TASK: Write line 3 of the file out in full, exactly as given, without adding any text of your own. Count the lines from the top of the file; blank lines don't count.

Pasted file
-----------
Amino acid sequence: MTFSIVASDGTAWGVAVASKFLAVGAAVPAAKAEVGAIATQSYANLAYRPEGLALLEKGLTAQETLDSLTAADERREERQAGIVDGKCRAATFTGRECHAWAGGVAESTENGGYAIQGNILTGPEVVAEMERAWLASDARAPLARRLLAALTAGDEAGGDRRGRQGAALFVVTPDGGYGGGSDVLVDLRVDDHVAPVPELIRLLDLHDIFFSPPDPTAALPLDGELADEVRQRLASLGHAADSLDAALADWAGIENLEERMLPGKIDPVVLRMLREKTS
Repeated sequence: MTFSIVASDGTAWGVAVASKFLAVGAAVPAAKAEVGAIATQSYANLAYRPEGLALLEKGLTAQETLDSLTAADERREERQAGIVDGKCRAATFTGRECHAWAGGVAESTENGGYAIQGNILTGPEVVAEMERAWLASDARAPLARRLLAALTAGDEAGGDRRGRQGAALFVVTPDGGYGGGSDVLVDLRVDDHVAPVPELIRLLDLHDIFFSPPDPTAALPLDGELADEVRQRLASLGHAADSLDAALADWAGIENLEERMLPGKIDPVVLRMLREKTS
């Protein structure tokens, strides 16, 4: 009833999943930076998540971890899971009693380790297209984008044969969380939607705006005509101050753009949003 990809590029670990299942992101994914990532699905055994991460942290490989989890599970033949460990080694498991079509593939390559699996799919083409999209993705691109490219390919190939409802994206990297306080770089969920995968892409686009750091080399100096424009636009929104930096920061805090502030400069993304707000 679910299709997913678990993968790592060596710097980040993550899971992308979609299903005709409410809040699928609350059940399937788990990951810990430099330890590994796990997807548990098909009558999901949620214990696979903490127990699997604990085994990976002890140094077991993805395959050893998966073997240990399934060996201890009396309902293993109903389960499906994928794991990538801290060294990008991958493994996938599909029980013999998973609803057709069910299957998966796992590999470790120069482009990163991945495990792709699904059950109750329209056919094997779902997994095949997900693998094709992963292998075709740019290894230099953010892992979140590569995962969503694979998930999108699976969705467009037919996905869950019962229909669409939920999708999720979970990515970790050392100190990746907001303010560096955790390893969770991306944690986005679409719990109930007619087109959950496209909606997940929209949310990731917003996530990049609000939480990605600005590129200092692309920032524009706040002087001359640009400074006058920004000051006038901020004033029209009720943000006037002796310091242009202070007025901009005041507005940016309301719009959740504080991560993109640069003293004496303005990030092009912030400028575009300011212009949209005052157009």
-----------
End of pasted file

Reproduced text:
């Protein structure tokens, strides 16, 4: 009833999943930076998540971890899971009693380790297209984008044969969380939607705006005509101050753009949003 990809590029670990299942992101994914990532699905055994991460942290490989989890599970033949460990080694498991079509593939390559699996799919083409999209993705691109490219390919190939409802994206990297306080770089969920995968892409686009750091080399100096424009636009929104930096920061805090502030400069993304707000 679910299709997913678990993968790592060596710097980040993550899971992308979609299903005709409410809040699928609350059940399937788990990951810990430099330890590994796990997807548990098909009558999901949620214990696979903490127990699997604990085994990976002890140094077991993805395959050893998966073997240990399934060996201890009396309902293993109903389960499906994928794991990538801290060294990008991958493994996938599909029980013999998973609803057709069910299957998966796992590999470790120069482009990163991945495990792709699904059950109750329209056919094997779902997994095949997900693998094709992963292998075709740019290894230099953010892992979140590569995962969503694979998930999108699976969705467009037919996905869950019962229909669409939920999708999720979970990515970790050392100190990746907001303010560096955790390893969770991306944690986005679409719990109930007619087109959950496209909606997940929209949310990731917003996530990049609000939480990605600005590129200092692309920032524009706040002087001359640009400074006058920004000051006038901020004033029209009720943000006037002796310091242009202070007025901009005041507005940016309301719009959740504080991560993109640069003293004496303005990030092009912030400028575009300011212009949209005052157009």